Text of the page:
In 2013, Apple added Touch ID to the Home button of the iPhone 5S. Taking advantage of the uniqueness of fingerprints, Touch ID combines the Home button press to wake up the iPhone with a fingerprint scan to authenticate the user. But in 2017, Apple introduced the iPhone X with Face ID, which relies on cameras and sensors at the top of the screen to authenticate the user via facial recognition. Since then, Apple has slowly been phasing out Touch ID in the iPhone line, with only the third-generation iPhone SE still supporting it. (Only the iPad Pro models have Face ID; other iPads have Touch ID in the Home button or the top button.)
We’re not here to dub one better than the other, but many people find themselves needing to upgrade from an older iPhone with Touch ID to a newer one with Face ID. If you’re trying to switch between Touch ID and Face ID, we have some tips to help.
Unlock the iPhone
Once the iPhone is awake (the screen is lit up), you unlock an iPhone with Touch ID by pressing the Home button. On an iPhone with Face ID, you swipe up from the bottom of the Lock Screen—a bar reminds you where to start—while looking at the iPhone. Face ID is fast and accurate enough that you’ll notice that authentication is happening only if iOS asks to verify your passcode (which it also does with Touch ID).
Return to the Home Screen
When you’re using an app on an iPhone with Touch ID and want to return to the Home Screen, you press the Home button—logical! On an iPhone with Face ID, you repeat that swipe up from the bottom of the screen action you use to unlock the iPhone. You’ll get really good at it.
Switch between Apps
When it comes to switching between apps, iPhones with Face ID offer a unique shortcut. On an iPhone with Touch ID, you must quickly press the Home button twice and then swipe between apps in the App Switcher. Bringing up the App Switcher on an iPhone with Face ID requires swiping up from the bottom of the screen just slightly and then continuing the swipe to the right. But Face ID experts seldom do that. Instead, swipe right and left on the bar at the bottom of the screen to switch between apps—it’s far faster and easier, if hidden.
On an iPhone with Touch ID, holding the Home button activates Siri. On an iPhone with Face ID, press and hold the side button to activate Siri. Tomato, tomahto.
Open Control Center
When all we had were iPhones with Touch ID, Apple decided we’d open Control Center by swiping up from the bottom of the screen. Face ID relies on that gesture for unlocking and opening the App Switcher, so on iPhones with Face ID, you instead open Control Center by swiping down from the top right of the screen. Think of it as swiping down from the cellular, Wi-Fi, and battery status icons.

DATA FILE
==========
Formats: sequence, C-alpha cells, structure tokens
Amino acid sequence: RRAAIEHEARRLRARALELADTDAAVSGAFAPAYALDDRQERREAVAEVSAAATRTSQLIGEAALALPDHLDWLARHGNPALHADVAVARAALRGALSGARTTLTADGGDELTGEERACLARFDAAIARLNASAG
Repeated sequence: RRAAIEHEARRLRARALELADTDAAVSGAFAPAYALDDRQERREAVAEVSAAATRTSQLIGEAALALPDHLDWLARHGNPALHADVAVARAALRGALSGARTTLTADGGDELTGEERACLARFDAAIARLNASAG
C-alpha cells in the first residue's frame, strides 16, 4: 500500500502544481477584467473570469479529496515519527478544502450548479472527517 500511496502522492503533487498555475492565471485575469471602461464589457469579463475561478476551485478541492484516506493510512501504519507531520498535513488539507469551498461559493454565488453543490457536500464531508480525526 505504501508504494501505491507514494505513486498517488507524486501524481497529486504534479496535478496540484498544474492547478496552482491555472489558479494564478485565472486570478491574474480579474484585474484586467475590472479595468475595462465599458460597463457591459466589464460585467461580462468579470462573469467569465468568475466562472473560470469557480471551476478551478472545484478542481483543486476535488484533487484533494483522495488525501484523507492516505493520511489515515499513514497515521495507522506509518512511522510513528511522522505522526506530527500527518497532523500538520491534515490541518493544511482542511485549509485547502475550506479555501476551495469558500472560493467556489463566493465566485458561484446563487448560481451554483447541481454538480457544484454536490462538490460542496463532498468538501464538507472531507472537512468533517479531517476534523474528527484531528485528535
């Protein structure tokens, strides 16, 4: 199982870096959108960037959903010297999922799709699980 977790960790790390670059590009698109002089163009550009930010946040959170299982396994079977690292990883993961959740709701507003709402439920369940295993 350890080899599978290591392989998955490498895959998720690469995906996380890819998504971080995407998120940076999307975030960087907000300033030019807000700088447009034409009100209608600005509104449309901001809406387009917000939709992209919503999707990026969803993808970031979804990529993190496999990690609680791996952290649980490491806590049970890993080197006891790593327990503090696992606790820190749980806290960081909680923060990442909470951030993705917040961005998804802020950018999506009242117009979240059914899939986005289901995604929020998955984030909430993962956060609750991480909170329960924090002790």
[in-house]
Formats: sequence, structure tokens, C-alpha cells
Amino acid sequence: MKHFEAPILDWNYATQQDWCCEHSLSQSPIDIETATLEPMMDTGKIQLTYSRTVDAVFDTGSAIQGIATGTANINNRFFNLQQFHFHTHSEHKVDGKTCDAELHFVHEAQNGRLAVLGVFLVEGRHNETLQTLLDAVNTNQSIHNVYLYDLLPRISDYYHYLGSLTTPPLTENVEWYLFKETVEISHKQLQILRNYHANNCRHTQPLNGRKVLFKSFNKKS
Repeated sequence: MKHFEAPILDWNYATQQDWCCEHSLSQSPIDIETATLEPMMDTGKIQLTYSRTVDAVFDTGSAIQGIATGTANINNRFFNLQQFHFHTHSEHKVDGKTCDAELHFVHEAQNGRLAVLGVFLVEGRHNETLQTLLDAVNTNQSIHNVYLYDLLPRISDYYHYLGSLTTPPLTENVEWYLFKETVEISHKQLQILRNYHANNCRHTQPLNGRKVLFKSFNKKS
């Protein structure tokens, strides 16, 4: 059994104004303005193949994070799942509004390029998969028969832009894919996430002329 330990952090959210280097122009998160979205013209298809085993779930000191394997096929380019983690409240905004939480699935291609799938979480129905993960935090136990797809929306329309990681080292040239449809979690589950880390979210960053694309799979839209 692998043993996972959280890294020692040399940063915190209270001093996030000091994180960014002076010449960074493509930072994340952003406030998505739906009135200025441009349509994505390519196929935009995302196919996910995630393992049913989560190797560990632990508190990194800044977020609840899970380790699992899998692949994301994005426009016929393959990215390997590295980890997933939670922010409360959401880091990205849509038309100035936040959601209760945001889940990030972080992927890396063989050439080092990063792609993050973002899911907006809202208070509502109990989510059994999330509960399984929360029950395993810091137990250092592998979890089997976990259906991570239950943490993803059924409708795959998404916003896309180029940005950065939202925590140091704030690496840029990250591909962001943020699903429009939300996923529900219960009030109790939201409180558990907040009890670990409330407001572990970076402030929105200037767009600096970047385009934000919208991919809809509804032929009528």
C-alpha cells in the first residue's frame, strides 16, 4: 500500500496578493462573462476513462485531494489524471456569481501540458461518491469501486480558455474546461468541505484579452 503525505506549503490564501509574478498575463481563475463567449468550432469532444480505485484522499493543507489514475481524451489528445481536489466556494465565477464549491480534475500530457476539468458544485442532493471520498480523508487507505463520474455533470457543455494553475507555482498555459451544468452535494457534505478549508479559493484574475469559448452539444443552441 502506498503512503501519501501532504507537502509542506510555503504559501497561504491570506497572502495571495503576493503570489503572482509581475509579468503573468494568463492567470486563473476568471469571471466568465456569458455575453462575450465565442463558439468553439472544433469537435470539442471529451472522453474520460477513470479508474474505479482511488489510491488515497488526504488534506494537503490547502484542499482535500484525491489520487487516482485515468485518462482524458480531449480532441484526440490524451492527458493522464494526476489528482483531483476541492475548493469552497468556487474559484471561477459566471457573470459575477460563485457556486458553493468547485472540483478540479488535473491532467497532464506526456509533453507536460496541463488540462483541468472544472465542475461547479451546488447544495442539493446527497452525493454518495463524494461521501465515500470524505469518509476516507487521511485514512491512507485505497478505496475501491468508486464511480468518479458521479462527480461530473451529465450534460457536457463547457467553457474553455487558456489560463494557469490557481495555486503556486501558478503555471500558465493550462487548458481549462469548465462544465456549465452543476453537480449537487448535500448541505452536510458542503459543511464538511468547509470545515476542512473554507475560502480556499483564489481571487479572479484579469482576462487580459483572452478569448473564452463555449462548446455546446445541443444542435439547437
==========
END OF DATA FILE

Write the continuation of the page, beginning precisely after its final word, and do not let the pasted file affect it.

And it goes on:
Because iPhones with Touch ID use a swipe up from the bottom for Control Center, they can devote a swipe down from the top of the screen to displaying the Lock Screen with notifications. The same gesture works on an iPhone with Face ID, but you must start from the left side of the screen.
Use Apple Pay
Paying for a purchase with Apple Pay requires that you authenticate, which means placing your finger on the Home button—but not pressing it!—on an iPhone with Touch ID. Getting the hang of the touch-but-don’t-press action can take some time, but once you have it, you may even have developed a habit of not looking at your iPhone to authenticate Apple Pay. In contrast, with an iPhone with Face ID, you must look at the screen when prompted so the Face ID sensors can confirm you’re making the purchase. Honestly, neither is as easy as double-pressing the side button on an Apple Watch.
Authenticate in Apps
Beyond Apple Pay, plenty of apps from the App Store, like password managers and banking apps, tie into biometric authentication so you don’t have to type lengthy passwords. As you’d expect, if you previously authenticated by touching the Home button, doing so on an iPhone with Face ID requires looking at the iPhone screen. That’s nearly always what you do anyway, so it’s even easier than touching the Home button.
Register Alternate Appearances
With Touch ID, you can register up to five fingers, which lets you use several of your own and let a trusted spouse or family member authenticate using Touch ID as well. We tend to have more fingers than faces, though, so with Face ID, Apple allows only a single alternate appearance. That shouldn’t be too limiting, but if everyone in your family had a Touch ID finger, sorry, you’ll have to pick a favorite.
(Featured image by Apple)